Yugoslavia war crimes tribunal overturns convictions of two Croatian generals

[JURIST] The International Criminal Tribunal for the former Yugoslavia (ICTY) [official website] on Friday overturned the convictions of two Croat generals for crimes against humanity and war crimes against Serb civilians committed during a 1995 military blitz. The five-judge appeals chamber ordered the immediate release [press release] of Ante Gotovina [BBC profile] and Mladen Markac, who were found guilty [judgment, PDF] in 2011 of crimes that included murder and illegally expelling Serb citizens as part of a criminal conspiracy. The appellate judges found that the trial chamber erred in multiple findings, most notably that prosecutors did not prove the existence of a criminal conspiracy, clearing Croatia's wartime leadership of war crimes in the 1990s operation known as Operation Storm. The 3-2 decision is one of the most significant reversals in The Hague-based court's 18-year history. Croatian prime minister Zoran Milanovic [official profile] said the ruling was "an important moment for Croatia" and proves that Operation Storm was a just war rather than an ethnic cleansing of Serbs.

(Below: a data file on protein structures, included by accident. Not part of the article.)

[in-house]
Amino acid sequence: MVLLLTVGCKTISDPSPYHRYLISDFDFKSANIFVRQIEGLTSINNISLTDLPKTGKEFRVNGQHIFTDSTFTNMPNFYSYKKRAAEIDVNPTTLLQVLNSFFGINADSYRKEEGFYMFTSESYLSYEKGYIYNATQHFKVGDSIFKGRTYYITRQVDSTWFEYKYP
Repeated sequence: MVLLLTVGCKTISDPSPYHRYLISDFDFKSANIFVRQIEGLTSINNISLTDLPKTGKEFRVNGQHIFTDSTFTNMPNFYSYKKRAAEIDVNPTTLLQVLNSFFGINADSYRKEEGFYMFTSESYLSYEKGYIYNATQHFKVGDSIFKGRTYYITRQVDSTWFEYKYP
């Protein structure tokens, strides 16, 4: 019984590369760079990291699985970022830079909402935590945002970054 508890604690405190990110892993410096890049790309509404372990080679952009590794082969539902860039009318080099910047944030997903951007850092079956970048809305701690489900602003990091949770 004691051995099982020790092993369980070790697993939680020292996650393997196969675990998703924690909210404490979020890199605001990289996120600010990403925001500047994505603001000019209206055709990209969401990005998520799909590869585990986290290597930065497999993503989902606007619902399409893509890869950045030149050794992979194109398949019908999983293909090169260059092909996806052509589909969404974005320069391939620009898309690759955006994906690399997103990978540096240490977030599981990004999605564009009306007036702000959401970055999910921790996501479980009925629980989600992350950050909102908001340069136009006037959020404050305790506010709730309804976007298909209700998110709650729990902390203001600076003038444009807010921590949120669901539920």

Gotovina and Markac were originally found guilty of charges including murder, plunder, persecution and deportation in 2011, and were sentenced to 24 and 18 years respectively. The ICTY began the trial [JURIST report] of Gotovina and Markac, along with Croatian militant commander Ivan Cermak, in 2008. Gotovina was indicted in 2001 and was the third most-wanted ICTY war crimes suspect until his arrest [JURIST report] in 2005 in Spain's Canary Islands. Established as an ad hoc tribunal, the ICTY was the first war crimes court created by the UN, and it opened its final trial [JURIST report] last month.

 

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